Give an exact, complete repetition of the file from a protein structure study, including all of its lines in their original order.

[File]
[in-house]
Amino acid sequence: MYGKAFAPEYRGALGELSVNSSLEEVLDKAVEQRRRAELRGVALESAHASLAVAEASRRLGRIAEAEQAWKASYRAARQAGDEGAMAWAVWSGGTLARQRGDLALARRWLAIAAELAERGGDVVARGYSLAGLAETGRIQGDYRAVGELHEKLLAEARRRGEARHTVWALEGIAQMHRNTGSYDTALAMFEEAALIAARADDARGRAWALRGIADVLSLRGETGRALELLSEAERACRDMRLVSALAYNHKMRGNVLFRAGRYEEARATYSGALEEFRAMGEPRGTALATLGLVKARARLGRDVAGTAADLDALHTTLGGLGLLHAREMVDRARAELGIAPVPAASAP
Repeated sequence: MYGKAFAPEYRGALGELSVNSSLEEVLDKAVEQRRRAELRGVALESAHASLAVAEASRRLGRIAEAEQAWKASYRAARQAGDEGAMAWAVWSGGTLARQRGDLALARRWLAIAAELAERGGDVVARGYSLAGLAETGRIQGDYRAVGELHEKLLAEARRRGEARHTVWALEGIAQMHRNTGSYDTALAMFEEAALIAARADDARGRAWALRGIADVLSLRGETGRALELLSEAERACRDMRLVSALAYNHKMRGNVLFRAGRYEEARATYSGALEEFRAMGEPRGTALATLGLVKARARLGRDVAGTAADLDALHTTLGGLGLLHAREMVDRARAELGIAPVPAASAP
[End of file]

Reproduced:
[in-house]
Amino acid sequence: MYGKAFAPEYRGALGELSVNSSLEEVLDKAVEQRRRAELRGVALESAHASLAVAEASRRLGRIAEAEQAWKASYRAARQAGDEGAMAWAVWSGGTLARQRGDLALARRWLAIAAELAERGGDVVARGYSLAGLAETGRIQGDYRAVGELHEKLLAEARRRGEARHTVWALEGIAQMHRNTGSYDTALAMFEEAALIAARADDARGRAWALRGIADVLSLRGETGRALELLSEAERACRDMRLVSALAYNHKMRGNVLFRAGRYEEARATYSGALEEFRAMGEPRGTALATLGLVKARARLGRDVAGTAADLDALHTTLGGLGLLHAREMVDRARAELGIAPVPAASAP
Repeated sequence: MYGKAFAPEYRGALGELSVNSSLEEVLDKAVEQRRRAELRGVALESAHASLAVAEASRRLGRIAEAEQAWKASYRAARQAGDEGAMAWAVWSGGTLARQRGDLALARRWLAIAAELAERGGDVVARGYSLAGLAETGRIQGDYRAVGELHEKLLAEARRRGEARHTVWALEGIAQMHRNTGSYDTALAMFEEAALIAARADDARGRAWALRGIADVLSLRGETGRALELLSEAERACRDMRLVSALAYNHKMRGNVLFRAGRYEEARATYSGALEEFRAMGEPRGTALATLGLVKARARLGRDVAGTAADLDALHTTLGGLGLLHAREMVDRARAELGIAPVPAASAP